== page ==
This line made me laugh…
"The hike up to Namche Bazaar from Monjo was one of the toughest of the trip."
…I almost died at this point…out of water half way up, sweatin' like a maniac and not even making 1/2 a switchback before having to stop and rest…ahhh, great memories!Jan 16, 2009 at 11:07 am #1470629
"Thanks for sharing your trekking experience, Ron.
I ventured to Nepal this past year for a 4 month adventure. Part of that time (september-october) was spent trekking a total of 32 days in the Annapurna region. I completed the Annapurna Circuit, Annapurna Base Camp and the Gorapani/Gundruk Circuit. The trek was breathtaking (in more ways than one) with spectacular views of the Himalayas, river valleys, rice fields, flora and fauna, etc…. Reading the recap of Ron's trek brought back memories of mine. I too am amazed with the people of Nepal (ie. porters, guides, and the locals on the trail)and their way of life.
I hired a female guide from Three Sisters Adventure Trekking http://www.3sistersadventure.com/ This company was started by three Nepali sisters who wanted to help empower women of Nepal and give them the opportunity to take charge of their life. I was very impressed with the company and their staff. I'd recommended this company to anyone. Why not support a great company and a positive initiative for change.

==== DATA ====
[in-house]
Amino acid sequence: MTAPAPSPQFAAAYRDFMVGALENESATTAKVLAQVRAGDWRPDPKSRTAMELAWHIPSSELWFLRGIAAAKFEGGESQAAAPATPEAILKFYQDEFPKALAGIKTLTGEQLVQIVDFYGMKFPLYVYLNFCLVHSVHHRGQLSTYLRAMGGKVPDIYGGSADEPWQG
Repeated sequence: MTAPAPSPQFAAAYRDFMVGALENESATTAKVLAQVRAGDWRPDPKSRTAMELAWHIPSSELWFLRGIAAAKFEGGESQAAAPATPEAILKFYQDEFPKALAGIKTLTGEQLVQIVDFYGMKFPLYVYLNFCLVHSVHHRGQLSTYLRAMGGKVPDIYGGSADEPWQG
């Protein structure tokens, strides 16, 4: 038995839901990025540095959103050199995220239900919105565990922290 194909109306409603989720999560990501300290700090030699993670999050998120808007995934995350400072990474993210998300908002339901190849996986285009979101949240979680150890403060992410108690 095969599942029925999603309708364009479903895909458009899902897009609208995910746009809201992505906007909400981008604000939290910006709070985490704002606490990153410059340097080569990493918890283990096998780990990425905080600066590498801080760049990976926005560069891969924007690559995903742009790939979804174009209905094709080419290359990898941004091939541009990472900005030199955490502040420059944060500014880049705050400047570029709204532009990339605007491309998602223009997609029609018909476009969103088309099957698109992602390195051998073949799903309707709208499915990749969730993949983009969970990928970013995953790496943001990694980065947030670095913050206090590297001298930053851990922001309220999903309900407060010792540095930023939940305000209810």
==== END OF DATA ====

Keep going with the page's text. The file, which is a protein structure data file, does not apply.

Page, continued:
Trekking in Nepal rates number 1 in my top 10 trekking location. It was the trek of a life time! I would recommend trekking in Nepal to anyone.
"Jan 16, 2009 at 12:30 pm #1470651
Why don't those people do something with all that laundry in the background?Jan 16, 2009 at 12:42 pm #1470655
Because there is no water at 18k, DuhJan 16, 2009 at 4:14 pm #1470713
@ouzelLocale: Pacific Northwest/Sierra
"Why don't those people do something with all that laundry in the background?"
Maybe because it's not laundry.Jan 16, 2009 at 10:37 pm #1470769
@erdferkelLocale: S. California
It's not surprising that a hard drive based ipod might have trouble at altitude, the heads in them fly above the disk on a cushion of air, so the air density would affect the performance. Specs tell you to limit operation to < 10,000 feet. I've heard of hard drives failing in antarctica due to low humidity as well.Jan 20, 2009 at 9:33 am #1471500